All Summer Long
The beach is the ultimate threshold. It takes us to the edge of our natural habitat, leaving us on the brink of something so vast and mysterious that the imagination immediately sets sail.
-Robert Rosenblum (1)
Looking at the larger beach scenes by Annabelle Shelton we encounter very quickly an unsettling paradox between the beach as an endless and timeless space, and the detailed minutia of the many individuals choreographed across the surface of the work.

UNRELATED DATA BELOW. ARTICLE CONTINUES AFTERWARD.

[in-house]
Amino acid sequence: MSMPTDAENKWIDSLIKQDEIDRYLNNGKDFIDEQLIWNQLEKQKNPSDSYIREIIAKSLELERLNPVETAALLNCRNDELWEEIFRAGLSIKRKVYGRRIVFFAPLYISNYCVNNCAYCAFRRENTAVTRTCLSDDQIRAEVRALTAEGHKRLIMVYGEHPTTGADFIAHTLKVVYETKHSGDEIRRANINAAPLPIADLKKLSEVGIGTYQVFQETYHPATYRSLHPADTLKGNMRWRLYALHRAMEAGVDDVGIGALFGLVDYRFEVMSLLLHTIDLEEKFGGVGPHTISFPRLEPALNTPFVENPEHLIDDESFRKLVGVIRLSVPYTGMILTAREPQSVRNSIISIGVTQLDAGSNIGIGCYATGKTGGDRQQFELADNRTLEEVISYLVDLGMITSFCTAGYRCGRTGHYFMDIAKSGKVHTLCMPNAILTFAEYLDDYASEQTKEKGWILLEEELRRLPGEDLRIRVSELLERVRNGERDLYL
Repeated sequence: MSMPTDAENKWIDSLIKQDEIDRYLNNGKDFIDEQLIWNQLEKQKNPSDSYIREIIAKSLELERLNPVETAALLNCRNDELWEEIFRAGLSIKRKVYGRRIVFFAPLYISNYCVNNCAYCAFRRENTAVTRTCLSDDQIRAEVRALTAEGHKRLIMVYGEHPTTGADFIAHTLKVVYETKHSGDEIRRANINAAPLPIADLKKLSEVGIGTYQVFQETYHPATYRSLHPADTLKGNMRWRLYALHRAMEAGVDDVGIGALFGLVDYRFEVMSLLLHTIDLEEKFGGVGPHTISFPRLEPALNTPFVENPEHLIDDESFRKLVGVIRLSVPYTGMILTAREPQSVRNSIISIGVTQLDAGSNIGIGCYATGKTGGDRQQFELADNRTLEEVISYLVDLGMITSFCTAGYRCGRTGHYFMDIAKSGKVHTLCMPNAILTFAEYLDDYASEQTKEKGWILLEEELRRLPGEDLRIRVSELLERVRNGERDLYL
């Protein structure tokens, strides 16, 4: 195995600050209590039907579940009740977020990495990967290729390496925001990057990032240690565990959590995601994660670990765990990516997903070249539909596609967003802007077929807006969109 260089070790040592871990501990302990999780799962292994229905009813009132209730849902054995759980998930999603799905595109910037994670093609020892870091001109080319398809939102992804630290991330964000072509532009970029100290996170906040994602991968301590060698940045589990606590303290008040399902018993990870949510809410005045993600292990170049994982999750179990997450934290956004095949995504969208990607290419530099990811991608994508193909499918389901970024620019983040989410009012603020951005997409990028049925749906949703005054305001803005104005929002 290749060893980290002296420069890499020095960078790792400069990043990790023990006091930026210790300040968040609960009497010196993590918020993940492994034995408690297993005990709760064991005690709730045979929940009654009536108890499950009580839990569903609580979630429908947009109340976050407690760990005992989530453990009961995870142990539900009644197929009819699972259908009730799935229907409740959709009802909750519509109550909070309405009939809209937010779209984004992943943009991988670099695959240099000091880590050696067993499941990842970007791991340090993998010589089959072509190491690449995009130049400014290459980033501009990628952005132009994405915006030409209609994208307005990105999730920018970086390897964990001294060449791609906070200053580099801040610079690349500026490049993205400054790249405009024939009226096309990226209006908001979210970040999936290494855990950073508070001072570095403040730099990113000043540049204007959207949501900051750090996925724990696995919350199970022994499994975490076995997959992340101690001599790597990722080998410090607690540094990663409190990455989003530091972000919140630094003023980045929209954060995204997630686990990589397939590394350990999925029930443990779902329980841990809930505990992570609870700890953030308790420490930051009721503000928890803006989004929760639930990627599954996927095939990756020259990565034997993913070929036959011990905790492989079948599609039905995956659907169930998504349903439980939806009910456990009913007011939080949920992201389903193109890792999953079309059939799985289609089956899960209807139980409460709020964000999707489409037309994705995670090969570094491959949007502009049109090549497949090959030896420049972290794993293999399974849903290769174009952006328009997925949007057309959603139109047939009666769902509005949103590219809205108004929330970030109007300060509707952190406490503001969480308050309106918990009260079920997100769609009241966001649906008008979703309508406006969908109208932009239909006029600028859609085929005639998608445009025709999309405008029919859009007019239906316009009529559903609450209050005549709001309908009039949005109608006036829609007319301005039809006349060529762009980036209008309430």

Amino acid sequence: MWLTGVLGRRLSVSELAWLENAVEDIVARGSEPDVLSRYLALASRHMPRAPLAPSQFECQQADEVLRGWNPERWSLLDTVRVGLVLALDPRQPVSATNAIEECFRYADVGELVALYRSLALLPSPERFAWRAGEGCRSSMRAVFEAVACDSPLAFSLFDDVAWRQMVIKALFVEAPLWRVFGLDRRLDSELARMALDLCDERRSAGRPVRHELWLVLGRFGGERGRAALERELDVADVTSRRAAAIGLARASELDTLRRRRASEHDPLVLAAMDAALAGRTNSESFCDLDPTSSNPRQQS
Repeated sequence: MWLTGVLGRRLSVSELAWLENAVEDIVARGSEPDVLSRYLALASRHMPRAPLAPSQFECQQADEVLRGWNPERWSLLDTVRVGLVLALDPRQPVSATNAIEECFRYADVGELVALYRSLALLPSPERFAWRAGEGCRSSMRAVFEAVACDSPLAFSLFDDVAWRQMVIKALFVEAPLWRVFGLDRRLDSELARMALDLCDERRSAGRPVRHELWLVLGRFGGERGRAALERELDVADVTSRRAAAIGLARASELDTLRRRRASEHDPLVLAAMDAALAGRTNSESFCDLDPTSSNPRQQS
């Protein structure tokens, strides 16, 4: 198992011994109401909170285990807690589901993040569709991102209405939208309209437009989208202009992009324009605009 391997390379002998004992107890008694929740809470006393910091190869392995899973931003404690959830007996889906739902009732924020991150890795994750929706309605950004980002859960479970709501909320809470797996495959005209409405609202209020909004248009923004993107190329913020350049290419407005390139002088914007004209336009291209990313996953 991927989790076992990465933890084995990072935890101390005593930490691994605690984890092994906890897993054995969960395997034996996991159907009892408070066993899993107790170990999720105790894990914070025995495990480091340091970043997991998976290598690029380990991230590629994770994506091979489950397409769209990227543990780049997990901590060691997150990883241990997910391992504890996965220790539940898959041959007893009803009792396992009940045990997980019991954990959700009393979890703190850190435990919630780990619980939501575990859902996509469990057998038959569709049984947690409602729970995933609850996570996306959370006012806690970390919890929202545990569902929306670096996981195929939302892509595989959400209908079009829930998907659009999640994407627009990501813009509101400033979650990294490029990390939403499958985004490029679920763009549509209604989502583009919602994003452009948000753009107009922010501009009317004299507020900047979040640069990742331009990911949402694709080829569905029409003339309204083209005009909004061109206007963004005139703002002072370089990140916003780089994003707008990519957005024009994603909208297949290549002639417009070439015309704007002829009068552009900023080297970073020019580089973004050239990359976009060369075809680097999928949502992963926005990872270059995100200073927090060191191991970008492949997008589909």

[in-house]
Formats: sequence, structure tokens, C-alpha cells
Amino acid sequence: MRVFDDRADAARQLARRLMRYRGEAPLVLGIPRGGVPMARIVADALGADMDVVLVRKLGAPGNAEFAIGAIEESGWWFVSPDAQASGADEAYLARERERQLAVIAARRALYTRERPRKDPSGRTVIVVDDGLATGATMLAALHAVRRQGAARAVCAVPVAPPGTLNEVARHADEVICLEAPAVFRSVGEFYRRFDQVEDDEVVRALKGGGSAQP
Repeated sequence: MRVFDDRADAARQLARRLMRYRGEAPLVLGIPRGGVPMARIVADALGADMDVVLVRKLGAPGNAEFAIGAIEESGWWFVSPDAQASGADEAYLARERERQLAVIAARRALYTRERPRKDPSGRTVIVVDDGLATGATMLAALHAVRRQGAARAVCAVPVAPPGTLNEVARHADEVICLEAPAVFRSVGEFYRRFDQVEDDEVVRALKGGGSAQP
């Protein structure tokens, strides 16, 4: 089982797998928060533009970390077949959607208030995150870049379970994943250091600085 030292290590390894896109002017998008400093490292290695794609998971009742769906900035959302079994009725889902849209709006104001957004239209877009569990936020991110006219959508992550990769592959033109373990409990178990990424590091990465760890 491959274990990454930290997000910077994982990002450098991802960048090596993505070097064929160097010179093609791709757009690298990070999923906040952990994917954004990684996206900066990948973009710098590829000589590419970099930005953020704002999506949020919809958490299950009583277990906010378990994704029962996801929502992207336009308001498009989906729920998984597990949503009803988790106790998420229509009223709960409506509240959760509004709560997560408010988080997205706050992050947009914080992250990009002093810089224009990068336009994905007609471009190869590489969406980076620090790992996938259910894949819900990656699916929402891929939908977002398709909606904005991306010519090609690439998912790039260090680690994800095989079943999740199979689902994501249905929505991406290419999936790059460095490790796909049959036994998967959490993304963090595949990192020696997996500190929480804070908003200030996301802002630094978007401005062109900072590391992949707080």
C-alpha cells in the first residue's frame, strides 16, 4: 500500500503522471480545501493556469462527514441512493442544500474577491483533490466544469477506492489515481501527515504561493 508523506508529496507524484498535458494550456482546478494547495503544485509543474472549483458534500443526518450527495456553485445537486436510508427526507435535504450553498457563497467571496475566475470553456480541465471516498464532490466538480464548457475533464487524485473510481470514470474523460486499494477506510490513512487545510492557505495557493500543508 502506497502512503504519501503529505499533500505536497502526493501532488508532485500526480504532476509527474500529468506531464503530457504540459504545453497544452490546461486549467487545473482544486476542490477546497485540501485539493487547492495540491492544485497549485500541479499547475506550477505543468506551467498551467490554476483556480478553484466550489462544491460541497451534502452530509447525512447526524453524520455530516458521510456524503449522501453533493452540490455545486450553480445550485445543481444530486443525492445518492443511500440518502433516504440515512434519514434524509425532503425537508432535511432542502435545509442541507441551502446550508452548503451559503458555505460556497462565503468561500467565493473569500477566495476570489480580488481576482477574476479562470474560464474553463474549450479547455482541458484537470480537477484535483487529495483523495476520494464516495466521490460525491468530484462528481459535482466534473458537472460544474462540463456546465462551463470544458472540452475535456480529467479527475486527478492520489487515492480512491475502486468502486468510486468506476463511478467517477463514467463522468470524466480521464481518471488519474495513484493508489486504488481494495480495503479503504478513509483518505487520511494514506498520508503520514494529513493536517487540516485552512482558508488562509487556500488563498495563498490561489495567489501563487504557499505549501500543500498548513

Shelton’s work focuses upon the beach as a destination that continually draws large crowds of sun-worshipers, families on their annual holidays and seasonal tourists. The beach in her paintings becomes an indefinable landscape as it is systematically transposed into a white neutral space. The effect of this is to highlight the occupants of these spaces as an interconnecting landscape of figures; the elbows of sunbathers connect with the heel of a woman offering a beach ball to her small son, who’s blond hair in turn connects with another family group. Each individual develops a micro narrative to create its own separate story. But each ‘atom’ of the tale contributes directly to the overall composition of the work.